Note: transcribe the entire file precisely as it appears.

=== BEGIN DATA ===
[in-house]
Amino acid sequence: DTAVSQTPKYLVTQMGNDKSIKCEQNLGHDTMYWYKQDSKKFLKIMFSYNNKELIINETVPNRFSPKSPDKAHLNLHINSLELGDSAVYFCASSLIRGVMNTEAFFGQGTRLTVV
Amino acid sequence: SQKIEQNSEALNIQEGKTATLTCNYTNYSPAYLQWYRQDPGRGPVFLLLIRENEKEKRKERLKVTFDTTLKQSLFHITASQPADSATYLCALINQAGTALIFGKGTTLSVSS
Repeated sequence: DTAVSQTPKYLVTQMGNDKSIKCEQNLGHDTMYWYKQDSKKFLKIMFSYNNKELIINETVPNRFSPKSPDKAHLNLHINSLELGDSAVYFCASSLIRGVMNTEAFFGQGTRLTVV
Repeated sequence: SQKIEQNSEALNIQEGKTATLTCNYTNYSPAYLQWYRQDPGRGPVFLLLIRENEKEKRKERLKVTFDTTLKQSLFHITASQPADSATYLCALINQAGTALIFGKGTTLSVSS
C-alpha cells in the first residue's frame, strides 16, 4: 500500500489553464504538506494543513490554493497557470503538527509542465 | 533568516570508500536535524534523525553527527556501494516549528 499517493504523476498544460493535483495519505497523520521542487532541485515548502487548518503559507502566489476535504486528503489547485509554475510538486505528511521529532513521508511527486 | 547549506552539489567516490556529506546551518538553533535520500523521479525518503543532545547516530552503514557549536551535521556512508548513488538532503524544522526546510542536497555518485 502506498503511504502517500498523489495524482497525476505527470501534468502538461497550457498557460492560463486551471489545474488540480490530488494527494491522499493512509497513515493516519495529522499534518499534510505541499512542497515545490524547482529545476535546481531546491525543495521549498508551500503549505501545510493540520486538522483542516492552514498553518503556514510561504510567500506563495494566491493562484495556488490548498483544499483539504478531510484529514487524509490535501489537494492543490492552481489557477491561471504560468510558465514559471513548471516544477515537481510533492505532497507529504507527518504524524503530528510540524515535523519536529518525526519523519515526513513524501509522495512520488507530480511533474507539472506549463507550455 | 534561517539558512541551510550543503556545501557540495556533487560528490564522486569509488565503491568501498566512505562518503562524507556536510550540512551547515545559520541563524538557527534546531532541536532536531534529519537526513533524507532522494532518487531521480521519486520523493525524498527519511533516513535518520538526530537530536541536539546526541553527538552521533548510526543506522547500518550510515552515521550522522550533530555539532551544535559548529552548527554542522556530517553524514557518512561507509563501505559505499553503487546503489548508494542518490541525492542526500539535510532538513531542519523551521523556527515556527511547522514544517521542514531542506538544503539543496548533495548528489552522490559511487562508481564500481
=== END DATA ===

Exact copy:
[in-house]
Amino acid sequence: DTAVSQTPKYLVTQMGNDKSIKCEQNLGHDTMYWYKQDSKKFLKIMFSYNNKELIINETVPNRFSPKSPDKAHLNLHINSLELGDSAVYFCASSLIRGVMNTEAFFGQGTRLTVV
Amino acid sequence: SQKIEQNSEALNIQEGKTATLTCNYTNYSPAYLQWYRQDPGRGPVFLLLIRENEKEKRKERLKVTFDTTLKQSLFHITASQPADSATYLCALINQAGTALIFGKGTTLSVSS
Repeated sequence: DTAVSQTPKYLVTQMGNDKSIKCEQNLGHDTMYWYKQDSKKFLKIMFSYNNKELIINETVPNRFSPKSPDKAHLNLHINSLELGDSAVYFCASSLIRGVMNTEAFFGQGTRLTVV
Repeated sequence: SQKIEQNSEALNIQEGKTATLTCNYTNYSPAYLQWYRQDPGRGPVFLLLIRENEKEKRKERLKVTFDTTLKQSLFHITASQPADSATYLCALINQAGTALIFGKGTTLSVSS
C-alpha cells in the first residue's frame, strides 16, 4: 500500500489553464504538506494543513490554493497557470503538527509542465 | 533568516570508500536535524534523525553527527556501494516549528 499517493504523476498544460493535483495519505497523520521542487532541485515548502487548518503559507502566489476535504486528503489547485509554475510538486505528511521529532513521508511527486 | 547549506552539489567516490556529506546551518538553533535520500523521479525518503543532545547516530552503514557549536551535521556512508548513488538532503524544522526546510542536497555518485 502506498503511504502517500498523489495524482497525476505527470501534468502538461497550457498557460492560463486551471489545474488540480490530488494527494491522499493512509497513515493516519495529522499534518499534510505541499512542497515545490524547482529545476535546481531546491525543495521549498508551500503549505501545510493540520486538522483542516492552514498553518503556514510561504510567500506563495494566491493562484495556488490548498483544499483539504478531510484529514487524509490535501489537494492543490492552481489557477491561471504560468510558465514559471513548471516544477515537481510533492505532497507529504507527518504524524503530528510540524515535523519536529518525526519523519515526513513524501509522495512520488507530480511533474507539472506549463507550455 | 534561517539558512541551510550543503556545501557540495556533487560528490564522486569509488565503491568501498566512505562518503562524507556536510550540512551547515545559520541563524538557527534546531532541536532536531534529519537526513533524507532522494532518487531521480521519486520523493525524498527519511533516513535518520538526530537530536541536539546526541553527538552521533548510526543506522547500518550510515552515521550522522550533530555539532551544535559548529552548527554542522556530517553524514557518512561507509563501505559505499553503487546503489548508494542518490541525492542526500539535510532538513531542519523551521523556527515556527511547522514544517521542514531542506538544503539543496548533495548528489552522490559511487562508481564500481